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Supervisors narrowly approve controversial Rio Road project

A contentious project on Rio Road narrowly received approval by the Albemarle County Board of Supervisors Wednesday night.

On almost two acres at 999 Rio Road, developer Nicole Scro proposed a maximum of 28 residential units and 6,000 square feet of office space by changing the current R-4 zoning to Neighborhood Model District zoning.

The board voted 4-2 to approve the rezoning, with Supervisors Ned Gallaway and Ann H. Mallak casting the dissenting votes.

Gallaway said he thought the site was the right place for the density, but that this is not the right time for the project, citing a backlog of approved, but as-yet unbuilt housing.

“My concern is for the almost 1,700 units that have already been approved and are in the pipeline and what this whole area means from a traffic standpoint, and that we got there by approving projects like this,” he said.

Supervisors Liz Palmer, Donna Price, Diantha McKeel and Bea LaPisto Kirtley all said they would support future projects to fix possible traffic issues when they come before the board, but each had reasons to support the project, ranging from wanting more affordable housing to concern over what could go in the space by-right.

“One of the problems that I’ve observed is that until a need is demonstrated, it’s difficult to get the funding and the approval to improve the roads,” Price said. “So you find yourself sort of in a catch-22 — we need to improve the roads, but we can’t get approval to improve the roads until we demonstrate that we need the improvement of the roads.”

Scro in September deferred the original proposal, which included maximums of 46 units and 10,000 non-residential square feet, after supervisors said they were concerned with the scale of the project and its effect on traffic, among other things.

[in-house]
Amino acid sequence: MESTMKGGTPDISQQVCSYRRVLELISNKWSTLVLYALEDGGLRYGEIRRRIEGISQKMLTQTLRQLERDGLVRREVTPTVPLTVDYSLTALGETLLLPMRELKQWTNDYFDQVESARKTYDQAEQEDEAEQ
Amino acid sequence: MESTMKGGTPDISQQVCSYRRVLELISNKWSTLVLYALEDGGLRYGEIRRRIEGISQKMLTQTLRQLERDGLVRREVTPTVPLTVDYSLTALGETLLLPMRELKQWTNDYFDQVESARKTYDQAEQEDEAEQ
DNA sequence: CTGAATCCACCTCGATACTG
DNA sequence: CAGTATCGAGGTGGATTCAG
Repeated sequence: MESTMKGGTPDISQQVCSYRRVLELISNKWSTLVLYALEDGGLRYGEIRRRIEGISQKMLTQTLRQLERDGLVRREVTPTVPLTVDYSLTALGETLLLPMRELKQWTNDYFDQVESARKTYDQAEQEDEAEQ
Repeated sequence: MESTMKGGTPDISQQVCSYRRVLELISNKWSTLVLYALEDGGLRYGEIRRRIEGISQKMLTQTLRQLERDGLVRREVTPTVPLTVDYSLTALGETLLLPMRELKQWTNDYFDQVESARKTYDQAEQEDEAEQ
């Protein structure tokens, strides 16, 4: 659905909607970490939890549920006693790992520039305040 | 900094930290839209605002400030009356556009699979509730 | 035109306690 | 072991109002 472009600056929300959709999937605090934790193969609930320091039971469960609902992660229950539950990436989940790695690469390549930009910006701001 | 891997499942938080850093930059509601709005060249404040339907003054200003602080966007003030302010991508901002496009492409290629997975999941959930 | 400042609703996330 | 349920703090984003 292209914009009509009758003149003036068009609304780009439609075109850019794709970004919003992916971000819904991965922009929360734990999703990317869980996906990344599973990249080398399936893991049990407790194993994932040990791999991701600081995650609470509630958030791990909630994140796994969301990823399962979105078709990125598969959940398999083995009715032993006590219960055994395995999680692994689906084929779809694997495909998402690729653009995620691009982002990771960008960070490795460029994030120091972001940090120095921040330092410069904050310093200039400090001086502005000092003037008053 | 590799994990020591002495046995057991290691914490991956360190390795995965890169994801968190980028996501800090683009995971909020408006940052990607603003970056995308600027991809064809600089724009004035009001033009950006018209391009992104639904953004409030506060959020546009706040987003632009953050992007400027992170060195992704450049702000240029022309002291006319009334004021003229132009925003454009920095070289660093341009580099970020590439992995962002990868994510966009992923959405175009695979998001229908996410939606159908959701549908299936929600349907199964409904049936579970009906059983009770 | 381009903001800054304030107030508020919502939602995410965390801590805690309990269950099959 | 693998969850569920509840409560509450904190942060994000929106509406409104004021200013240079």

In January, after reductions to the project, county Planning Commissioners voted 4-3 to recommend approval of the rezoning, but had concerns with the non-residential space, including a possible “flex” use, parking, traffic and setbacks.

Scro made changes to the application after the planning commission meeting, which addressed two of those concerns — the only non-residential uses permitted are office and research and development and the minimum front setback has been increased from 0 feet to three feet.

Tori Kanellopoulos, a county planner, said any decisions about parking reductions would be made in the site plan phase and would be dependent on the use of the office space.

During her presentation, Scro discussed what could be built by-right on the site, or without the need for legislative approval from the supervisors, which was a maximum of 11 housing units with a bonus factor, such as affordable housing.

Without the rezoning, Scro said the houses built on that site would cost between $450,000 and $600,000. With the rezoning, she estimated the smaller houses would cost between $280,000 and $380,000.

More than 15 people spoke during a public hearing on the project, and most were against the proposed rezoning, citing concerns with traffic and safety,

Laura Mulligan Thomas, who lives in Dunlora, said she was concerned about potential future development coming in the area, including The Center.

“I ask you to consider that once we rezone we can’t go back and I ask you to heed the desires of the residents, 500 of us who have signed this petition requesting that we remain R-4,” she said, referring to a petition Dunlora residents signed last year.

Those who spoke in favor of the project said they recognized the need for less expensive housing and that Scro made compromises and worked with neighbors next door on Fowler Ridge Court.

Kevin McDermott, a county transportation planner, said the Virginia Department of Transportation is evaluating the intersection of Rio Road and Belvedere Boulevard, but current traffic counts do not warrant a traffic signal by the standards the state follows.

The county is considering applying for state funding for a change at the intersection, which McDermott said will likely be a restricted crossing U-turn, or an RCUT. In an RCUT, side street traffic that wants to turn left would turn right and travel to a median cut and dedicated turn lane to make a U-turn. Vehicles turning left from the main street onto the side street would have a dedicated left turn lane.

The project will still have to go through the Architectural Review Board process before anything is built.

Source: www.dailyprogress.com

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